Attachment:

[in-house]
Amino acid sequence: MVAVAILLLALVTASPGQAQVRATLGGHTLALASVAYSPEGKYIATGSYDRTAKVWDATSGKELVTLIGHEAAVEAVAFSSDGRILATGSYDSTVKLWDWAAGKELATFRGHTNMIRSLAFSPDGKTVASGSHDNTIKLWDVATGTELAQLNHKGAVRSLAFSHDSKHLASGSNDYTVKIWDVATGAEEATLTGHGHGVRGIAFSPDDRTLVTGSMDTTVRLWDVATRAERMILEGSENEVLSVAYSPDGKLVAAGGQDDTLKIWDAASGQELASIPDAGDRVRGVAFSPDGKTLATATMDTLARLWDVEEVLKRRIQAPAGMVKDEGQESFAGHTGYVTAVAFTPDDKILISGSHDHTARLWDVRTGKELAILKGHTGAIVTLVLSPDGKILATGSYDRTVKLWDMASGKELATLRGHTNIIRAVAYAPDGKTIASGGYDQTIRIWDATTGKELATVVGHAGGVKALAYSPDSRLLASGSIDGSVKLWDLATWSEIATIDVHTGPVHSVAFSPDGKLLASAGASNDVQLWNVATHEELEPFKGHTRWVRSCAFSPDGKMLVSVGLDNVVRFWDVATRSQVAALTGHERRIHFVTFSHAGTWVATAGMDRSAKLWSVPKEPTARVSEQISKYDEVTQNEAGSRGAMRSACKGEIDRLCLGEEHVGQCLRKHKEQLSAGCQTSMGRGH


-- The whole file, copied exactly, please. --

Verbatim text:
[in-house]
Amino acid sequence: MVAVAILLLALVTASPGQAQVRATLGGHTLALASVAYSPEGKYIATGSYDRTAKVWDATSGKELVTLIGHEAAVEAVAFSSDGRILATGSYDSTVKLWDWAAGKELATFRGHTNMIRSLAFSPDGKTVASGSHDNTIKLWDVATGTELAQLNHKGAVRSLAFSHDSKHLASGSNDYTVKIWDVATGAEEATLTGHGHGVRGIAFSPDDRTLVTGSMDTTVRLWDVATRAERMILEGSENEVLSVAYSPDGKLVAAGGQDDTLKIWDAASGQELASIPDAGDRVRGVAFSPDGKTLATATMDTLARLWDVEEVLKRRIQAPAGMVKDEGQESFAGHTGYVTAVAFTPDDKILISGSHDHTARLWDVRTGKELAILKGHTGAIVTLVLSPDGKILATGSYDRTVKLWDMASGKELATLRGHTNIIRAVAYAPDGKTIASGGYDQTIRIWDATTGKELATVVGHAGGVKALAYSPDSRLLASGSIDGSVKLWDLATWSEIATIDVHTGPVHSVAFSPDGKLLASAGASNDVQLWNVATHEELEPFKGHTRWVRSCAFSPDGKMLVSVGLDNVVRFWDVATRSQVAALTGHERRIHFVTFSHAGTWVATAGMDRSAKLWSVPKEPTARVSEQISKYDEVTQNEAGSRGAMRSACKGEIDRLCLGEEHVGQCLRKHKEQLSAGCQTSMGRGH